Photo: Philipp Fulgencio / The Daily Gamecock

Residence Hall Association moves forward, constitutional changes stall

It’s a week past the midpoint of the semester, and the Residence Hall Association is starting to kick into gear. Since the beginning of the semester, a potential new constitution and disagreement among executive board members had consumed much of the conversation.

“Any of the stuff that might be happening within the board in terms of conflict and miscommunication and infighting really detracts us from being able to effectively serve our residents and to improve their experience," said Tiffany Conde, the University Housing adviser to RHA.

But the past few weeks have been relatively calm. Treasurer Matthew Warren, who was strongly opposed to the drafted constitution and President Turner Johnson's actions earlier in the semester, said that the organization is now on the right track and communication has improved.

"It did feel like we were a little bit with our pants down," national communications coordinator Dylan Myers said. "I think it just made us reassess the situation and be like, 'OK, we are here for the residents and we need to just all come together and start working for them.'"

And with the executive board working together, changes to the constitution seem less and less likely. Senate and hall governments are carrying on unsure of how, and if, the organization will be changing.

“We don’t even know what our roles are right now,” McBryde Secretary Niral Desai said. “My role, if this goes through, could be completely different.”

This general confusion led to a lack of progress, which the executive board is trying to make up for. The RHA website hasn't been updated since the spring — secretary Cole Davis said he's waiting to hear back from Information Technology, and it should be up to date this week. Only one piece of legislation has been formally proposed. Many of the committees outlined in the constitution have yet to meet, including a committee responsible for distributing $58,000. But, according to Matthews and Myers, they'll be meeting this week.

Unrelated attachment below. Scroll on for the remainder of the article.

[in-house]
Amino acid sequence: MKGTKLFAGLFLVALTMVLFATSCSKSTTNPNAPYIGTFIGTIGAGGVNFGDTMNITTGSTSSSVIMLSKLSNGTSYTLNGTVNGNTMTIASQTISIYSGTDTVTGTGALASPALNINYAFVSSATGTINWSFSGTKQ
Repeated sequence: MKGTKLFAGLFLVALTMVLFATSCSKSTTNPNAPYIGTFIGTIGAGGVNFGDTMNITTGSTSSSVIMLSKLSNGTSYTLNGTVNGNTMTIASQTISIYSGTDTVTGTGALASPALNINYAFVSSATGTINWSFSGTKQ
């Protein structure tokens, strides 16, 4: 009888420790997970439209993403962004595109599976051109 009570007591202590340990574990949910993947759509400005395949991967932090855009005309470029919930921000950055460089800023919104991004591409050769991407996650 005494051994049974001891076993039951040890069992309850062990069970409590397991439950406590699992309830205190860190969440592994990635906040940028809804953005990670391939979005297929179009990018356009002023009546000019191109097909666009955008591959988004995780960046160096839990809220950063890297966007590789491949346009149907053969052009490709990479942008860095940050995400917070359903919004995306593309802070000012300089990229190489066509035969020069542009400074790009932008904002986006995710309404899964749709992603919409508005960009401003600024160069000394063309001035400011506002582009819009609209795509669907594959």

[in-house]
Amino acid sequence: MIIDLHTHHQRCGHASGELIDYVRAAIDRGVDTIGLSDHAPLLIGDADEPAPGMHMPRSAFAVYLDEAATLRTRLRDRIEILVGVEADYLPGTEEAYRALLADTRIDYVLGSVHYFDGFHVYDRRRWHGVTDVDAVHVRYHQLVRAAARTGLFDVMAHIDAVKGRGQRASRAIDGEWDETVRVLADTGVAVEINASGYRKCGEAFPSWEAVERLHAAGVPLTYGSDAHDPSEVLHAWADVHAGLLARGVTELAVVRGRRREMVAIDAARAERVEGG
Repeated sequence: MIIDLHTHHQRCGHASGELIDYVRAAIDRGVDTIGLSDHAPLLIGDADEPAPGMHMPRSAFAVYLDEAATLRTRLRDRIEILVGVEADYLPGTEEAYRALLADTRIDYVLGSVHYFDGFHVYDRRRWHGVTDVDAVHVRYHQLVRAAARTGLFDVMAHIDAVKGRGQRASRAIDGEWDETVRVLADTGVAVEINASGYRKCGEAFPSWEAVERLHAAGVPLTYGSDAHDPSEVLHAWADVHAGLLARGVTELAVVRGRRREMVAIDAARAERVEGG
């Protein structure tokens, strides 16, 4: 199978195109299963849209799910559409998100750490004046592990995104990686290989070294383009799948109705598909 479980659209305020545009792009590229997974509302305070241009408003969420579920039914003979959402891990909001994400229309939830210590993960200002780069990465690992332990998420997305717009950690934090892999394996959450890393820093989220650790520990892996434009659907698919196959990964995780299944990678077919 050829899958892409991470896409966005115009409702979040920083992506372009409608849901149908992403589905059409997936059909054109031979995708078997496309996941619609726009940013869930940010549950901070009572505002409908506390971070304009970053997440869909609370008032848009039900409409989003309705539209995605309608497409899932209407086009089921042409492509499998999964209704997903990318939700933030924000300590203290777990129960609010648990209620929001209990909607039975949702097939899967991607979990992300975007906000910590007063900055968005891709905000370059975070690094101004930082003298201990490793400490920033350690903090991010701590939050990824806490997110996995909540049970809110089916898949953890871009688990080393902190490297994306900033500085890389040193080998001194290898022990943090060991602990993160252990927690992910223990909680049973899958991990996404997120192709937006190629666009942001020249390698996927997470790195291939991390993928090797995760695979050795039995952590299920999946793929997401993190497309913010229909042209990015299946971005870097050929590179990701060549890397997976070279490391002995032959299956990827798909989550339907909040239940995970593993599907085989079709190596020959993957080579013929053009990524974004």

“It really saddens me so much as someone who benefited so much from RHA," chief officer of sustainability Reaghan Murphy said. "I feel really bad for the freshman who are not benefiting as much as I did and as much as my peers did because we can’t get our act together.” 

Murphy's role is to connect the hall EcoReps with hall governments, which she was unable to do for weeks because meeting times and places weren't easily available. Without the website updated, she struggled to find the contacts for the senators and hall presidents.

Some hall governments, while using their own separate funding for hall-specific programming, are waiting to propose senate legislation until the constitutional question is answered. But that answer might be a long time coming.

“There’s all this confusion about what the organization does and how we do it that has really hampered some of the hall governments from being able to provide programming in their halls,” Conde said.

An informal committee of senators tried to propose the constitution drafted by Johnson at the Oct. 2 senate meeting, but were shot down for not following proper legislative procedure. The next week, the proposed constitution was tabled indefinitely. Only one of the members from the informal committee that stood up at the Oct. 2 meeting is also on the formal Constitutional Review Committee, which will be meeting for the first time at some point this week.

At this point, the earliest a different constitution could be adopted is Nov. 6 due to legislative deadlines and debate requirements. Myers said, though, that he thinks the constitutional question is somewhat resolved — at least for the semester.



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